Written by: Dale Orlando
Tragically, children and youth make up a large percentage of those who suffer traumatic brain injuries (TBI) in North America. According to the Centre for Disease Control and Prevention, the two age groups at greatest risk for TBI are 0-4 and 15-19. Suffering a brain injury during the developmental period presents unique challenges and can have serious, long-term consequences on brain development.
There is a common misconception that children can recover from brain injuries faster because of their higher brain plasticity. However, recent research from the Brain Injury Association of America disproves that. TBI in children alters the course of brain development, which can cause cognitive and physical symptoms that persist throughout their lives. Often, these symptoms are not visible right away; they only become evident as the individual grows and must use more complex thinking and social behaviour.
Another challenge of childhood brain injury is that it is difficult to diagnose. Injuries such as concussions are diagnosed and treated based on the symptoms that a patient experiences and describes. Children, however, cannot verbalize their symptoms. It is important, therefore, for parents to be able to recognize the common symptoms of a brain injury.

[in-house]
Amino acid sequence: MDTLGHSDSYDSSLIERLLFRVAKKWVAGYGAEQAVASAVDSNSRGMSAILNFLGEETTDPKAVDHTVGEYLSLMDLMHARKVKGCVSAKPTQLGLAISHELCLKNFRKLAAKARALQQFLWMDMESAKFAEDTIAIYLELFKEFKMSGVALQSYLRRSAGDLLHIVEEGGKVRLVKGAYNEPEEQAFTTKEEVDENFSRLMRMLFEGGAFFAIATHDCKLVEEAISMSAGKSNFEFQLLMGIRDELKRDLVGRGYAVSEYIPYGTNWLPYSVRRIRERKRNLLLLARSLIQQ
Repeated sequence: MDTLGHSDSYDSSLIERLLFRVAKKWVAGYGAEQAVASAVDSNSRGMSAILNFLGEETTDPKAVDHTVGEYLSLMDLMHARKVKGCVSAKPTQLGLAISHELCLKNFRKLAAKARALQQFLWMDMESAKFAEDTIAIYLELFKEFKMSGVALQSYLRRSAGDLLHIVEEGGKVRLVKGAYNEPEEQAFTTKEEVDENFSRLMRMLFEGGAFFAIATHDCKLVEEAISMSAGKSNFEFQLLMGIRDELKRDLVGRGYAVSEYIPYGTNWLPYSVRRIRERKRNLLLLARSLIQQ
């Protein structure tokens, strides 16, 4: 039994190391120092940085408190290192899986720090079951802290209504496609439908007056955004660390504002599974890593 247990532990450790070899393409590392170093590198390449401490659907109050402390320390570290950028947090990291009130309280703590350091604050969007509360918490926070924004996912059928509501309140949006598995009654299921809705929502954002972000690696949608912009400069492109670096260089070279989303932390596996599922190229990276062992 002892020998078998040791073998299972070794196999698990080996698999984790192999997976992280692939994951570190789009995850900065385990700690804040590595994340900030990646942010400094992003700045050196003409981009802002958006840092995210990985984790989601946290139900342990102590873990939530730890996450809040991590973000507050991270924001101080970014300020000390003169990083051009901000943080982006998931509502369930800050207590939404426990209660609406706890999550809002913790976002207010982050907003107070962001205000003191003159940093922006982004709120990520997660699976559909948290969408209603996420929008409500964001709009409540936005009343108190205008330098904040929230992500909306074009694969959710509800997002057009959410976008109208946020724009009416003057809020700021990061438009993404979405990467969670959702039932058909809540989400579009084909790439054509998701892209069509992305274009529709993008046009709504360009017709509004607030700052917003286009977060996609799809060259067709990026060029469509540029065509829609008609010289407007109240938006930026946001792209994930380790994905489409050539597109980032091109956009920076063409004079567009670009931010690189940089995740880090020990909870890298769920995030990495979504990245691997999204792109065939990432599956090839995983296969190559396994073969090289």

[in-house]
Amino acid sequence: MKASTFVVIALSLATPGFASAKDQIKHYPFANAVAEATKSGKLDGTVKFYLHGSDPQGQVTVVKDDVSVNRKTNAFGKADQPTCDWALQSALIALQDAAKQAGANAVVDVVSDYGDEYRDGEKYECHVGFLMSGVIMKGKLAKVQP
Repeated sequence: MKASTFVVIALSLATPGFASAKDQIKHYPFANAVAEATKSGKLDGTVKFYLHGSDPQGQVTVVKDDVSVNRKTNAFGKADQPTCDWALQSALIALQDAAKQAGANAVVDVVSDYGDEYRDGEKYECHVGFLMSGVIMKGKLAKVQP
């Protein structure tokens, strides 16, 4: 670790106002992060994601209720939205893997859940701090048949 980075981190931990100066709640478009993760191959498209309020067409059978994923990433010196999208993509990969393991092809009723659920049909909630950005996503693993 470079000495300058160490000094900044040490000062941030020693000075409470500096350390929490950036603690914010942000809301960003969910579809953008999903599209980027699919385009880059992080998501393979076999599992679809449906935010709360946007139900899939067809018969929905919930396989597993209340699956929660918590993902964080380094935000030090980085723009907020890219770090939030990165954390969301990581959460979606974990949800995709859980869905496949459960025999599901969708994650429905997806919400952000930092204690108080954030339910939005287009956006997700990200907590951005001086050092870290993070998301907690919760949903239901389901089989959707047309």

Brain injury symptoms fall into three categories: physical impairments, cognitive impairments and emotional impairments.
Physical effects of brain injury:
- speech impairment
- vision impairment
- hearing impairment
- motor impairment
- trouble with balance
Cognitive effects of brain injury:
- short-term memory deficit
- impaired concentration
- slowed thinking
- problems with planning, reading and judgment
- impaired communication
Emotional effects of brain injury:
- mood swings
- lowered self-esteem
- lack of motivation
Parents should monitor their child’s behavior after an injury and seek out medical care if he or she demonstrates any of the above symptoms, or if they suspect that a brain injury has been sustained.